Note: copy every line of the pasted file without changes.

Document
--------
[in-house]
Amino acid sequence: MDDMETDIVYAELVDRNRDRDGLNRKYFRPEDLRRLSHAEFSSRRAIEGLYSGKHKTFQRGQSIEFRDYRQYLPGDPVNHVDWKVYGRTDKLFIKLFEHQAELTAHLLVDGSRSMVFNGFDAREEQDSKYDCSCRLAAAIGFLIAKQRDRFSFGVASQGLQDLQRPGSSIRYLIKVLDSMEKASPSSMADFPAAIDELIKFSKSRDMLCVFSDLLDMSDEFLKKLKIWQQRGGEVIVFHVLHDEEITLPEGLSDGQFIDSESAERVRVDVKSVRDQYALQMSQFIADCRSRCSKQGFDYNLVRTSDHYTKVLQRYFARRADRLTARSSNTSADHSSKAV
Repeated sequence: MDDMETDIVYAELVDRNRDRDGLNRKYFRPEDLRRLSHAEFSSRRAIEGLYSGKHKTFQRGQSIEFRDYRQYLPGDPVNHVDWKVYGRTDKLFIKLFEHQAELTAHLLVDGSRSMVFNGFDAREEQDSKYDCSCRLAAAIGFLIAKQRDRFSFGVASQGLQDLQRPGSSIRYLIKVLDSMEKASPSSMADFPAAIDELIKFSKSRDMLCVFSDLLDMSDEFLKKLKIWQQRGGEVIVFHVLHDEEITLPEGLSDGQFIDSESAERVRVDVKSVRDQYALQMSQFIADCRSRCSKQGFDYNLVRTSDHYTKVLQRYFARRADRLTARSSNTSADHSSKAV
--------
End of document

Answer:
[in-house]
Amino acid sequence: MDDMETDIVYAELVDRNRDRDGLNRKYFRPEDLRRLSHAEFSSRRAIEGLYSGKHKTFQRGQSIEFRDYRQYLPGDPVNHVDWKVYGRTDKLFIKLFEHQAELTAHLLVDGSRSMVFNGFDAREEQDSKYDCSCRLAAAIGFLIAKQRDRFSFGVASQGLQDLQRPGSSIRYLIKVLDSMEKASPSSMADFPAAIDELIKFSKSRDMLCVFSDLLDMSDEFLKKLKIWQQRGGEVIVFHVLHDEEITLPEGLSDGQFIDSESAERVRVDVKSVRDQYALQMSQFIADCRSRCSKQGFDYNLVRTSDHYTKVLQRYFARRADRLTARSSNTSADHSSKAV
Repeated sequence: MDDMETDIVYAELVDRNRDRDGLNRKYFRPEDLRRLSHAEFSSRRAIEGLYSGKHKTFQRGQSIEFRDYRQYLPGDPVNHVDWKVYGRTDKLFIKLFEHQAELTAHLLVDGSRSMVFNGFDAREEQDSKYDCSCRLAAAIGFLIAKQRDRFSFGVASQGLQDLQRPGSSIRYLIKVLDSMEKASPSSMADFPAAIDELIKFSKSRDMLCVFSDLLDMSDEFLKKLKIWQQRGGEVIVFHVLHDEEITLPEGLSDGQFIDSESAERVRVDVKSVRDQYALQMSQFIADCRSRCSKQGFDYNLVRTSDHYTKVLQRYFARRADRLTARSSNTSADHSSKAV